Wednesday, January 2, 2008

Iowa Caucus Final Stretch - Republican

The big guns are coming's a view from the ground.

Gov. Mike Huckabee
- Huckabee came back to his message last night accompanied by Chuck Norris, firmly planting himself with his social conservative base, encompassed vividly with the families volunteering for his campaign on the third floor headquarters in downtown Des Moines. A battle call to end the Internal Revenue Service raised crowds into a roar.
Cash on hand is a limiting factor and as KY3 reporter David Catonese points out - organization means a lot. To Huckabee's advantage - his message is attractive to a demographic that likes to vote. Huckabee's greatest tactical disadvantage is a lack of men on the street. He's the only top tier candidate that isn't sending foot soldiers out to canvas houses. On the other hand - the Des Moines Register called Huckabee the winner in their final poll Wednesday. Everyone wants to be on the side of a winner which could help tilt things in his direction.

Gov. Mitt Romney - Romney's "Football with Families" tour yesterday was a hit for the press coming into the final stretch. Romney's family spent the day in four homes in the Des Moines area to have an intimate meeting with small groups and a massive press presence. Romney has the cash and campaign insiders note a dedicated base. Down the road, religion could be a problem. The Social Conservative base could be blinded by the messages and criticism of the deeper doctrine of his faith - huge problem if anti-Mormon preachers take politics to the pulpit during the next 46 Sundays. Romney's answer, "It was the religion of my father" - which is important as it sheds light on a time when his father and former Governor of Michigan found his religous beliefs as a non-factor representing a time hard to remember - a time when economic policies dominated Repbublican rhetoric.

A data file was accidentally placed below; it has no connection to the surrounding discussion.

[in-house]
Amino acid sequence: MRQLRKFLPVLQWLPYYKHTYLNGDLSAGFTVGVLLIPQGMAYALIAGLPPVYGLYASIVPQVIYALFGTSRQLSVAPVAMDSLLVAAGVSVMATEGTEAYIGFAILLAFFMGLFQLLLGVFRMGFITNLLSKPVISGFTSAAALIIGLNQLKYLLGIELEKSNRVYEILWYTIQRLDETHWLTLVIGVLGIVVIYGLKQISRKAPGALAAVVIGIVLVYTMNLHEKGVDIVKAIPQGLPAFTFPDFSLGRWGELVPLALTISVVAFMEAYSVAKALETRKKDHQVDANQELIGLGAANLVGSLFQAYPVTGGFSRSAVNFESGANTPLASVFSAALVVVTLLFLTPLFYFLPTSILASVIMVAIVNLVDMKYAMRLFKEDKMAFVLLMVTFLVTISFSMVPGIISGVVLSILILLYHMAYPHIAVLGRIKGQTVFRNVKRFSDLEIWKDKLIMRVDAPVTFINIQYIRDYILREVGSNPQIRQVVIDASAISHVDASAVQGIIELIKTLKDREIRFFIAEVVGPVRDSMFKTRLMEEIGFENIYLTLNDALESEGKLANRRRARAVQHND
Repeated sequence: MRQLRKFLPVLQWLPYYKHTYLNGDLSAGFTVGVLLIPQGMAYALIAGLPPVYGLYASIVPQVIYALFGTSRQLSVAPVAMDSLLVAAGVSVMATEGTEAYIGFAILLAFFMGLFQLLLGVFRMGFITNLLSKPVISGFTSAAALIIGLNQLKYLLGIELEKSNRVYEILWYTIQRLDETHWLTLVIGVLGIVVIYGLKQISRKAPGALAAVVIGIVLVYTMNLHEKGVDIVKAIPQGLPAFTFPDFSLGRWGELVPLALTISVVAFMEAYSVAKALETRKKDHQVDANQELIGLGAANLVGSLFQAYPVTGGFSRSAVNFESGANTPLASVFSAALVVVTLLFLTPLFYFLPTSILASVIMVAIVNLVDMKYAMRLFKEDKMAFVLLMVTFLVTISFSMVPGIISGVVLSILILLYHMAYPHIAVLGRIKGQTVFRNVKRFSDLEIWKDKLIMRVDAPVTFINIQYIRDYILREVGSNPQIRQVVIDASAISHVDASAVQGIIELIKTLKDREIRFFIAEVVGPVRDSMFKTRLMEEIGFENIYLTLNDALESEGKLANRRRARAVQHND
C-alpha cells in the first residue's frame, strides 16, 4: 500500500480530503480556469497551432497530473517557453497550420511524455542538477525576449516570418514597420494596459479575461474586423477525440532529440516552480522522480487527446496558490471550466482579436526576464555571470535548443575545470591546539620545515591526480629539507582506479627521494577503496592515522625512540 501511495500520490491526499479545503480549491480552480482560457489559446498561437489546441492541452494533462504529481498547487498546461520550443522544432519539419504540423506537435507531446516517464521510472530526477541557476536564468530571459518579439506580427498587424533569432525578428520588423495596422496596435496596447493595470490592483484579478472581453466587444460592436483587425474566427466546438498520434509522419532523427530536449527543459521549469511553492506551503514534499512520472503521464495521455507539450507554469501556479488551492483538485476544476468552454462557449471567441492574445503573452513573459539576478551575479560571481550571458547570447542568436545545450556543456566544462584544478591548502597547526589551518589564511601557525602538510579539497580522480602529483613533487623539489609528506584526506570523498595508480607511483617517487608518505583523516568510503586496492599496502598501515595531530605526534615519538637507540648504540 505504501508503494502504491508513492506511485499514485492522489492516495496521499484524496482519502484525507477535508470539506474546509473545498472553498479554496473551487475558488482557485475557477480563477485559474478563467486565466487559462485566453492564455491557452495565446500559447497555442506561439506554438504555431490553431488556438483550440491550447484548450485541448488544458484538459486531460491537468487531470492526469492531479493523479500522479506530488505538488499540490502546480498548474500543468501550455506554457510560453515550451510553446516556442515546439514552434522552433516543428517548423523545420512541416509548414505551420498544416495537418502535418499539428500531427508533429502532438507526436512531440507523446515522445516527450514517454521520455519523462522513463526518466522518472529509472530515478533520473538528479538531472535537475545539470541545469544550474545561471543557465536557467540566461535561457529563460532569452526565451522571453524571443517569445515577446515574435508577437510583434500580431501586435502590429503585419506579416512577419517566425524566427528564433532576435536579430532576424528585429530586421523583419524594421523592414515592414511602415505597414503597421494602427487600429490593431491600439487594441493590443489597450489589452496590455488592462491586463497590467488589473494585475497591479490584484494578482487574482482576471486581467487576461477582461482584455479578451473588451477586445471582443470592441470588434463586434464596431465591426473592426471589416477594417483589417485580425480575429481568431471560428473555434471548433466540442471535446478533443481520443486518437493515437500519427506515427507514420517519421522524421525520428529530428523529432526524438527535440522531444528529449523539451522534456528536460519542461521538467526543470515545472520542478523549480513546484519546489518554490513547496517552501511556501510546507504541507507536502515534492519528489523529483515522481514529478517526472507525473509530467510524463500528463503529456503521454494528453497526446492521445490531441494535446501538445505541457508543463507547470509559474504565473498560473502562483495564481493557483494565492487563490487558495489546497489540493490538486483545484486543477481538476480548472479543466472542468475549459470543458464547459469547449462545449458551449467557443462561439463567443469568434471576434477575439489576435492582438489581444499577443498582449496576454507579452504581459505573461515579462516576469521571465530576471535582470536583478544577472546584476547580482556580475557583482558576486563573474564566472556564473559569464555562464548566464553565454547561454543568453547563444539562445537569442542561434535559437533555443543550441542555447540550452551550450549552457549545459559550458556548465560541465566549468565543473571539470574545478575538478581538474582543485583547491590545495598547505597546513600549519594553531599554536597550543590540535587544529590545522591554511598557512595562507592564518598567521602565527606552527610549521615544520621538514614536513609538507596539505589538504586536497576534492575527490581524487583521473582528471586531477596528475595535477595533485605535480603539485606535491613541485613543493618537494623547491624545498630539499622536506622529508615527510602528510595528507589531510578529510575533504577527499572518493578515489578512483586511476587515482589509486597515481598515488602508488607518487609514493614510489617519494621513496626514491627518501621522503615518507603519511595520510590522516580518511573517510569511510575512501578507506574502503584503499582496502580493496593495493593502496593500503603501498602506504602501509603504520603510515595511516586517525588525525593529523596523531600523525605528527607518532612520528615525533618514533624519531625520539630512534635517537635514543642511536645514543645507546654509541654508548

Sen. John McCain - Veterans love this guy. He speaks of victory in Iraq and is the most qualified to speak about defense having served his country in Vietnam and 5 1/2 years as a prisoner of war. McCain can pull votes from moderate Democrats- an important component for forward thinking members of the party faithful. His experience and heart cannot be questioned but the question remains, "What do people think when their alone with no one looking - curtains closed at the polls?"

Alan Keys - If we were in most any other state Keys would fall off the usefull part of the reverse pyramid - but this is Iowa. Keys is a charismatic Black Repulican who uses the traditional race-based left wing verbage to push an economic policy intertwined with radically religious overtones. During the last Iowa Caucus Keys ranked third with a message of "revival". Keyscalls Internal Revenue Service policies the "Slave Tax" and says America needs an "Abolitionist."

Rep. Ron Paul
- Paul begs the question, "Can a candidate flower from grass roots?" Paul's handicap is similar to the ethnic and religious bias that candidates must face. On the Republican side Paul takes major hits for his Libertarian leanings. Although each and every candidate mentions the Constitution - Paul is the most serious about it. He's revived a turn of the century economic platform focused on states rights - eliminating the IRS and participation with international organizations that could impede our sovereignty - young people love it. Even with "love from America's youth" the reality is young people tend not to vote.
Leaving the polls and the vote tally behind Paul made politics exciting to many Des Moines residents that would otherwise be left our of the process. Paul brings exciting dialogue to the public forum and contributes positively to the tradition of open discussion and debate - in this regard - he can't lose no matter what small percentage he wins. On the other hand, recent fundraising moves and fiscal responsibility within his staff could prove a weapon of political construction unseen in the last nine decades of American politics.

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